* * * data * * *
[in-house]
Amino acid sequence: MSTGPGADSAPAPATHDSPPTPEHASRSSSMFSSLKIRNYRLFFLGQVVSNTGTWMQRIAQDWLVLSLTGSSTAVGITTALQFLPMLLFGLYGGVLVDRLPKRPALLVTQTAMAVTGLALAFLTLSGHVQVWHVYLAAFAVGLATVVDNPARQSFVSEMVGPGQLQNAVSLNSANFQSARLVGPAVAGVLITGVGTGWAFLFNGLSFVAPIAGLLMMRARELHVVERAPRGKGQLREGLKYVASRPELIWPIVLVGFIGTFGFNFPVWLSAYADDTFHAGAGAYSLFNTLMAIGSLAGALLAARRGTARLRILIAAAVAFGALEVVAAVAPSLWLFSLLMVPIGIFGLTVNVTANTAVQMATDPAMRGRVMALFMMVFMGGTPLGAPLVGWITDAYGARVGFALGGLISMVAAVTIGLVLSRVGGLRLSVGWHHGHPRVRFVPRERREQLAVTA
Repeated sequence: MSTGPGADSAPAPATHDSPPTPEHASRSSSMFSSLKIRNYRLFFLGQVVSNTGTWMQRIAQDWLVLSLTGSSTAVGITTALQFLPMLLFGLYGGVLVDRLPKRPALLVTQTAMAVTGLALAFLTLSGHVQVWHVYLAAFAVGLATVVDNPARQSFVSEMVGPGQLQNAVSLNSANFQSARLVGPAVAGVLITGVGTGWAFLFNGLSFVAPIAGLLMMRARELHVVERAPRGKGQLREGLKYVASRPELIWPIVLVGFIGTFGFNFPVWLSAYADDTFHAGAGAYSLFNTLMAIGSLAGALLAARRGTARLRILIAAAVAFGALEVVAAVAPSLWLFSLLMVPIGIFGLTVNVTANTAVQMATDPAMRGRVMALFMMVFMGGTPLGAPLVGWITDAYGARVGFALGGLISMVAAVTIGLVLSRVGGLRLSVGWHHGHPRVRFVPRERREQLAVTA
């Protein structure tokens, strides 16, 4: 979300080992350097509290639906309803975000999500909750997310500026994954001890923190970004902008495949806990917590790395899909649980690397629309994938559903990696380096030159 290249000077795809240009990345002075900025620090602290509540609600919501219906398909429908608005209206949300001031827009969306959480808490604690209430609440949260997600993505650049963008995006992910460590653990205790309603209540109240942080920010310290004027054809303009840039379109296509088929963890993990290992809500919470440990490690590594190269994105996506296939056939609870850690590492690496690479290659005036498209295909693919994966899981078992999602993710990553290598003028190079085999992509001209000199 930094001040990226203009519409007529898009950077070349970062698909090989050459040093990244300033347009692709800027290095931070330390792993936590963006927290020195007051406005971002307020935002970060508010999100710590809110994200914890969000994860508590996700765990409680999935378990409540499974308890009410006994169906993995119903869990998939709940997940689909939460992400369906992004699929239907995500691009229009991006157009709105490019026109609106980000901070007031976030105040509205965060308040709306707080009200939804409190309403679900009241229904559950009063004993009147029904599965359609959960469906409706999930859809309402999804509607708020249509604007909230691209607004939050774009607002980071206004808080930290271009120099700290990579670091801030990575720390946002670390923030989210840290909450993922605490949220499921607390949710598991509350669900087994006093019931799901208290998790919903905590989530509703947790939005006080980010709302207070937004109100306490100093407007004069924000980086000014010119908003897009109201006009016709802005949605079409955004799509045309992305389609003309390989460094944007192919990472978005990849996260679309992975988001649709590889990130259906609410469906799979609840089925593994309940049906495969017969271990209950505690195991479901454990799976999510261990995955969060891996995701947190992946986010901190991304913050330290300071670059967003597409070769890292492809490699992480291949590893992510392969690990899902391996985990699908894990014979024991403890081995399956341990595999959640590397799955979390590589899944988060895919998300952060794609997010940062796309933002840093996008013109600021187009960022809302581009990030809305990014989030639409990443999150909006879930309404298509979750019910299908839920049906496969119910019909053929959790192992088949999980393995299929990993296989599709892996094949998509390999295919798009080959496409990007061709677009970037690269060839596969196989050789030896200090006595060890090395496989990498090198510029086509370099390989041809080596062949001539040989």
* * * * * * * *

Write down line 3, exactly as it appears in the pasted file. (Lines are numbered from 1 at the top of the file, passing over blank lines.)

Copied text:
Repeated sequence: MSTGPGADSAPAPATHDSPPTPEHASRSSSMFSSLKIRNYRLFFLGQVVSNTGTWMQRIAQDWLVLSLTGSSTAVGITTALQFLPMLLFGLYGGVLVDRLPKRPALLVTQTAMAVTGLALAFLTLSGHVQVWHVYLAAFAVGLATVVDNPARQSFVSEMVGPGQLQNAVSLNSANFQSARLVGPAVAGVLITGVGTGWAFLFNGLSFVAPIAGLLMMRARELHVVERAPRGKGQLREGLKYVASRPELIWPIVLVGFIGTFGFNFPVWLSAYADDTFHAGAGAYSLFNTLMAIGSLAGALLAARRGTARLRILIAAAVAFGALEVVAAVAPSLWLFSLLMVPIGIFGLTVNVTANTAVQMATDPAMRGRVMALFMMVFMGGTPLGAPLVGWITDAYGARVGFALGGLISMVAAVTIGLVLSRVGGLRLSVGWHHGHPRVRFVPRERREQLAVTA